Factories shut down as workers protest plastic ban

Wednesday August 30 2017

plastic bags ban

Joyce Aliviza, a trader at Top Market in Nakuru Town in Kenya, packages omena (sardines) in a khaki paper bag on August, 29, 2017 after the plastic bags ban came into effect. PHOTO | AYUB MUIYURO | NATION MEDIA GROUP  

NATION TEAM
By NATION TEAM
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Employees of plastic bag manufacturers on Tuesday took to the streets to protest the closure of their factories, as the country’s environmental watchdog welcomed Kenyans’ support following the ban on plastics.

The workers complained that they had been rendered jobless without proper procedures being followed about the ban and appealed to the government to intervene.

Their procession snaked its way from Nairobi's Industrial Area, where most of the companies are located, to the National Environment Management Authority (Nema) headquarters on Popo Road.

Most of the factories closed shop on Monday when the ban took effect.

It is estimated that about 700,000 employees are directly employed by the polythene bag manufacturers around the country.

Those found selling or using plastic bags are liable for up to four years in prison and fines of up to Ksh4 million ($38,759).

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The government has justified the move by saying many of the estimated 300 million plastic bags used in Kenya every year are thrown away in an environmentally unfriendly manner and take centuries to biodegrade.

Good will

Nema Director-General Geoffrey Wahungu said support for the ban had gone beyond their expectation.

The ban exempts primary food packaging materials and garbage bags.

“The exercise has been a success and we want to thank Kenyans for the support, especially from small businesses and retailers of the bags,” he said.

Prof Wahungu added that Kenyans could still use any bags they are holding to take out waste.

“Otherwise, those who feel obliged to should declare their stacks to any branch of Uchumi, Tuskys and Nakumatt supermarkets from Thursday,” he said.

“Do not throw the bags in your trash for disposal. You can either declare them through or recycle them within the home.”

Pollution

Meanwhile, fishermen in Lake Victoria welcomed the ban, describing it a major step towards fighting pollution in the lake.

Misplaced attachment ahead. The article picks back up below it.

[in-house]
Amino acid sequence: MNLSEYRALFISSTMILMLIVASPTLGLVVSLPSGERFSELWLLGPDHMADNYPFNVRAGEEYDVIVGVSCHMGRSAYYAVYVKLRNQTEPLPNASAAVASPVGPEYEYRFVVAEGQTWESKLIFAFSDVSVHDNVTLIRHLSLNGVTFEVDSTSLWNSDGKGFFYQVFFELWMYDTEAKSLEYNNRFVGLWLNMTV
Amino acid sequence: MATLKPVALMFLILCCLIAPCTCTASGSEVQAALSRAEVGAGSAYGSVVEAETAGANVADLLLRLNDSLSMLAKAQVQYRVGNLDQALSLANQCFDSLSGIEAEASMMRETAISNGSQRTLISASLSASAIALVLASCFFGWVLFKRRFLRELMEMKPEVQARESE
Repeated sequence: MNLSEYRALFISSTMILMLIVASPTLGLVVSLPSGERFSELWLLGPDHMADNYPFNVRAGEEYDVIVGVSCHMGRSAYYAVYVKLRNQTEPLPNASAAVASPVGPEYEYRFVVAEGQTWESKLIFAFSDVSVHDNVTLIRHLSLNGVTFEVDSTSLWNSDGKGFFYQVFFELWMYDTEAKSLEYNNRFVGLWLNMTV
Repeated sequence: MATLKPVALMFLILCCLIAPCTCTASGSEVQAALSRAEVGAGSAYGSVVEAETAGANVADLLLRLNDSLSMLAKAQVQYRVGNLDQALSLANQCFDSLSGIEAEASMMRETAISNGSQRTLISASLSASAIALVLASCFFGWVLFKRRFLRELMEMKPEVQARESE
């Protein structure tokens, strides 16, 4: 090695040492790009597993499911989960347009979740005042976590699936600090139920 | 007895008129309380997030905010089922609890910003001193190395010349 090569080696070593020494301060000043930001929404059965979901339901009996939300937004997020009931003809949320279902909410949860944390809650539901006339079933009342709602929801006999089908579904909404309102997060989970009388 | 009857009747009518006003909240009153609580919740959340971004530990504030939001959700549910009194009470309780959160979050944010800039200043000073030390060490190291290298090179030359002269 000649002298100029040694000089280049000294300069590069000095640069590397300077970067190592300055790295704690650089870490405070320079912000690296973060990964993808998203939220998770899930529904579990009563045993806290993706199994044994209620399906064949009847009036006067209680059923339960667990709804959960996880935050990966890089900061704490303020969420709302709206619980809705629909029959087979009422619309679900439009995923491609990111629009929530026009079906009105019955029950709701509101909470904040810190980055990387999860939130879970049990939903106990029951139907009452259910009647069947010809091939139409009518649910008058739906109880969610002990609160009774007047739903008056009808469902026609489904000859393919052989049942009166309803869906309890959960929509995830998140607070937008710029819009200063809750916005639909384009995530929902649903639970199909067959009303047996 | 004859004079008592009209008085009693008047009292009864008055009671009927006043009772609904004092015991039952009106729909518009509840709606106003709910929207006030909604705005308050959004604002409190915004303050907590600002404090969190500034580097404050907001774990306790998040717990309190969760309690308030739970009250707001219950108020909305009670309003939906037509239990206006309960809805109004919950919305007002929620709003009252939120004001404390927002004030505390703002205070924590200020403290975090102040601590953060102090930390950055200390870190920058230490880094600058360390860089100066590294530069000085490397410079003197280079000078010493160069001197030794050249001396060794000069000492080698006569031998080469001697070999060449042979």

“The existence of plastic bags in the lake has contributed to decreasing fish population following heavy pollution,” Lake Victoria Beach Management Unit Network Chairman Edward Oremo said.

Mr Oremo said the pollutants had clogged breeding sites and thereby affecting fish populations and movement.

Contacted for comment, western Homa Bay County environment officer John Maniafu said the county would ensure the ban is implemented to the letter.

In central tows of Nakuru and Nyandarua, national and county policewere accused of going on an extortion spree in the guise of taking action against people flouting the ban.

In Kinangop, a number of officers raided the Engineer market and arrested several women before releasing them in unclear circumstances.

“They came as I was opening my stall and demanded to search for the plastic bags.

"I had six of them holding some personal items. I was arrested and taken around the town, where some more traders were arrested,” Ms Faith Nyawira said.

She said those set free had to part with between Ksh500 ($5) and Ksh1,000 ($9.69).

Similar incidents were reported at nearby Njambini and Ndaragwa markets.

In Ol Kalou, environment executive Martin Kimani warned the security officers against harassing the public or engaging in extortion.

“We have not received a Nema directive to make any arrests.

"When this is done, the operation will be conducted in a sober transparent manner and enforcement officers will have identification cards. The public should follow the law and avoid bribing any officer,” Mr Kimani said.

Jobs

In Nairobi, plastic bag retailers expressed disappointment at the decision by Nairobi Governor Mike Sonko to support the ban.

They said they had written to the governor about their plight, citing massive losses incurred.

They said the ban had resulted in the loss of 60,000 direct jobs.

“Importation, manufacture, and sale of polythene in Kenya has been in existence for 30 years.

"Immediately banning the same is not the solution since other countries in the region still use them,” they said in a statement.

Environment

However, in response, Mr Sonko said despite the inconvenience caused by the ban, Kenyans had a duty to protect and conserve the environment.

At the Coast, Nema officials in Mombasa warned they will soon start arresting people who defy the ban.

“We are alerting residents and businessmen that no one will be arrested as at now but those caught with plastics when we start the crackdown will face the law,” Mr Joseph Wambua, the county environment director, said.

In Lamu, conservationists warned that the ban will not be effective if the intended coal-fired power plant is established in the region.

In central town Nyeri, traders complained about poor business in the wake of the ban as hawkers seized the opportunity to sell recyclable bags.

Pauline Kairu, Kalume Kazungu, Lilian Mutavi, Gitonga Marete, Vivian Jebet, Waikwa Maina, Hilda Anyango, Peter Mburu, Magdalene Wanja, Faith Nyamai and Barrack Odour

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